New Delhi: The Union government on Monday announced that the total worth of declaration of assets made under the black money compliance window is ₹4,417 crore by 638 declarants.
An official statement said that the assets worth ₹3,770 crore ($580 million) declared under the Black Money (Undisclosed Foreign Income and Assets) and Imposition of Tax Act, 2015, were subject to a final reconciliation.
Revenue Secretary Hasmukh Adhia told reporters here that the final quantum of declarations showed some change, though the number of declarants remained the same.
“Some envelopes (declarations), that came from various places, reached us after the last date and the total amount shows some difference at ₹4,147 crore, although the number of declarants remains the same,” Adhia said at a press conference along with other secretaries of the finance ministry and chief economic advisor Arvind Subramanian.
The law provides for a compliance window for declaring and paying penalty. Failure to meet the compliance timeline will attract an additional penalty of 90 percent for a total tax liability of 120 percent on the quantum of black money stashed abroad.
September 30 was the last date under the amnesty scheme, that called for a tax of 30 percent and an equal amount in penalty, that is to be paid before December 31.
The black money act, for the first time, allows levy of tax in India on assets kept abroad.
The Income Tax department has filed 132 prosecutions against 42 cases whose names have appeared in the HSBC Geneva bank list, Adhia said.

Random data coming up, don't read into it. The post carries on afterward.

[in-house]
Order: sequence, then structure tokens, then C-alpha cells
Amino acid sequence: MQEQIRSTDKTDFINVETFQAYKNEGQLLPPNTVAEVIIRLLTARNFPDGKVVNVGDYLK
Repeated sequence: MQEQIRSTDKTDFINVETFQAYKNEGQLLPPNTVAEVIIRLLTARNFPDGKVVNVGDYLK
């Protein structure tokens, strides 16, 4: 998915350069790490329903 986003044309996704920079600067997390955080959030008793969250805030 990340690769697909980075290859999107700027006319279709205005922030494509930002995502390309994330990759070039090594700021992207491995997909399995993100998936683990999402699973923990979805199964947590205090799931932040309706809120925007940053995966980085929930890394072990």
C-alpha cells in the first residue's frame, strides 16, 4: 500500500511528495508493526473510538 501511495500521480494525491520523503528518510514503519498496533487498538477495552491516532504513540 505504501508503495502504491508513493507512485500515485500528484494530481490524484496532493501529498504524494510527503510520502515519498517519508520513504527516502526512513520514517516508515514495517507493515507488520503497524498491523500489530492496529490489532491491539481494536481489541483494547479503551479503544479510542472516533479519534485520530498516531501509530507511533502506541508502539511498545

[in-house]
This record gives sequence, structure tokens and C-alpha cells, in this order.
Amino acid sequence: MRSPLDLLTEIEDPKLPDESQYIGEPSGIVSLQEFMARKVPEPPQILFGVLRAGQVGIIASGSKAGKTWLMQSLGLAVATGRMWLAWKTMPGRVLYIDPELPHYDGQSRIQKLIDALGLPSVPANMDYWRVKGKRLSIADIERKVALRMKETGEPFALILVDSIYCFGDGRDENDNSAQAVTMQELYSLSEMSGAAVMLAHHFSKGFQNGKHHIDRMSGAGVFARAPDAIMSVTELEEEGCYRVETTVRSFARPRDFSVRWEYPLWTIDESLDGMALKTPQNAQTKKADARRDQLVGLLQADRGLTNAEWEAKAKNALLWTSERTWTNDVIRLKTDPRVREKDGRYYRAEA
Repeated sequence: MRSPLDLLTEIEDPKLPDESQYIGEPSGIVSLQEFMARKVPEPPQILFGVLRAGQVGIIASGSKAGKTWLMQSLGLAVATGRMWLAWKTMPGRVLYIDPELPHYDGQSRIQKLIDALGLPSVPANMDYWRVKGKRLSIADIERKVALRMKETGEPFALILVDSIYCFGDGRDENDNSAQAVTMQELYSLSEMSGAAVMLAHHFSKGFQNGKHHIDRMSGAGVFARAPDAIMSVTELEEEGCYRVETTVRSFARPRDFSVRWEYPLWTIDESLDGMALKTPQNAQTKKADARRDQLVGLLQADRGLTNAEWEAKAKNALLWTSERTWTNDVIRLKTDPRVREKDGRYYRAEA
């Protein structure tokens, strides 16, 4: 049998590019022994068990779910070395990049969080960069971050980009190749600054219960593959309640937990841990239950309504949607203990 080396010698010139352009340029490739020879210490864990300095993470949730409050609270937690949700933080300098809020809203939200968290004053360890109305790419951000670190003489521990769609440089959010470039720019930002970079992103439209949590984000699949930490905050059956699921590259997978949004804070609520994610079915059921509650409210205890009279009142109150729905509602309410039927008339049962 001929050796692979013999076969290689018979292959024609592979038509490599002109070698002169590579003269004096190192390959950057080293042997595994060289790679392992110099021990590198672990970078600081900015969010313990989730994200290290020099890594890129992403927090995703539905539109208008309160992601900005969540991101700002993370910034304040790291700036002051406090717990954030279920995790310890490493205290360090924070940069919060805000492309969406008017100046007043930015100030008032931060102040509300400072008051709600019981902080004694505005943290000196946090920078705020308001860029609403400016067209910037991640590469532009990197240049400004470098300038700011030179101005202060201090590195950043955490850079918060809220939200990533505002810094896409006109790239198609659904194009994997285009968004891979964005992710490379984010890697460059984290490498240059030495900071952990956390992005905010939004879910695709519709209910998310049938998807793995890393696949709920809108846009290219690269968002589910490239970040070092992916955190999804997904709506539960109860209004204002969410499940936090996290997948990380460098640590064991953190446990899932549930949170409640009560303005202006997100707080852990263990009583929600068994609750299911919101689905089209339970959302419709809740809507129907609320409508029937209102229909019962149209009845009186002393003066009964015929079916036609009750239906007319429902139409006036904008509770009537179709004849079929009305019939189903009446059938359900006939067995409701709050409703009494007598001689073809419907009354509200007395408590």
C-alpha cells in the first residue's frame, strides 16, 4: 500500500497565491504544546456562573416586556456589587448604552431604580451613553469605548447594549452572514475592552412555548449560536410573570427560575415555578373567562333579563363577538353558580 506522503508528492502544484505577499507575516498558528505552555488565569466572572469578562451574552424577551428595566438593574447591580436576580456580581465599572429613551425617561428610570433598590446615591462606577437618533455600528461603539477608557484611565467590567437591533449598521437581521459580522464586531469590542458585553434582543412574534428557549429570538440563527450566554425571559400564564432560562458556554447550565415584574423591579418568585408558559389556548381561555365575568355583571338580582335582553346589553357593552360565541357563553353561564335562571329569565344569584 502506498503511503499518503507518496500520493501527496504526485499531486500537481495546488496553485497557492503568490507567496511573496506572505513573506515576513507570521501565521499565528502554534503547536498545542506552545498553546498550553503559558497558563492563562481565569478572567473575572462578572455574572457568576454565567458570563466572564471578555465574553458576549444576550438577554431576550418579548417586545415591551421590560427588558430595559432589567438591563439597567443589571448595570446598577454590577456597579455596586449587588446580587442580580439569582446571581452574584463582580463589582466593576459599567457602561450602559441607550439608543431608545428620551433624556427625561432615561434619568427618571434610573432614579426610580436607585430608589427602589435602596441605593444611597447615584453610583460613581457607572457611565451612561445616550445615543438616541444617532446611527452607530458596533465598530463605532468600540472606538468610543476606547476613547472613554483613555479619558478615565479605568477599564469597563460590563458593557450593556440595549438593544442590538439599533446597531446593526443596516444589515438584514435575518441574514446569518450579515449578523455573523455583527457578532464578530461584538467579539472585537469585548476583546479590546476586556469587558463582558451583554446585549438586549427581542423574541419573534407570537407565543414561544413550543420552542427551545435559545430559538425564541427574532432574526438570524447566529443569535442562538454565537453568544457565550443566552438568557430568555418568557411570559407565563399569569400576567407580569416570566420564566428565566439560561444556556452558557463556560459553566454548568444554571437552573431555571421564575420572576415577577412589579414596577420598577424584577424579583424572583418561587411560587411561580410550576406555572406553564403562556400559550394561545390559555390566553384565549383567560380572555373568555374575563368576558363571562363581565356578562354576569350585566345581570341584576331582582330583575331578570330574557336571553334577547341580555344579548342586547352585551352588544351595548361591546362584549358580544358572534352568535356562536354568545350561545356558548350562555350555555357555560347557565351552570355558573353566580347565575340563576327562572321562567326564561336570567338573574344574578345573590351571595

This move followed the Supreme Court last year, giving a list of 628 entities in the HSBC Geneva branch, furnished to it in a sealed envelope by the government, to the Special Investigation Team (SIT) constituted in May last year.
The revenue secretary said the tax department is now more actively pursuing penalties and prosecutions with better access to information allowed by treaties like FATCA with the US and the taxation agreements India has with 96 countries.
“Our request for (tax) information from other countries has doubled over the last fiscal. 1,600 requests went out in 2014-15, as compared to 800 the year before,” Adhia said.
At the G20 nations Brisbane summit last November, the leaders endorsed a new global transparency standard by which more than 90 jurisdictions will begin automatic exchange of tax information, using a common reporting standard by 2017-18.
“A common reporting standard multilateral agreement is being discussed. Some countries, including India, have already agreed on its early adoption from 2017,” Adhia said.
India has no official estimate about the quantum of black money stashed away by Indians abroad, but unofficial estimate puts it somewhere between $466 billion and $1.4 trillion.
India has done well to stay ahead of the curve in the technological revolution
The sectoral change in productivity has been the highest in the telecommunications sector since the reforms of 1991
India has managed to provide the cheapest telephony services around the world
For the most part of human history, the change was glacial in pace. It was quite safe to assume that the world at the time of your death would look pretty much similar to the one at the time of your birth. That is no longer the case, and the pace of change seems to be growing exponentially. Futurist Ray Kurzweil put it succinctly when he wrote in 2001: “We won’t experience 100 years of progress in the 21st century – it will be more like 20,000 years of progress (at today’s rate).” Since the time of his writing, a lot has changed, especially with the advent of the internet.
India has done well to stay ahead of the curve in the technological revolution. The country’s hyper-competitive telecom sector has led the revolution from the front. In fact, according to Reserve Bank of India data, the sectoral change in productivity has been the highest in the telecommunications sector since the reforms of 1991, growing by over 10 percent. On the other hand, no other sector has had a productivity growth of above five percent during the same period. It is no wonder that it has also been one of the fastest-growing sectors of the Indian economy, growing at over seven percent in the last decade itself.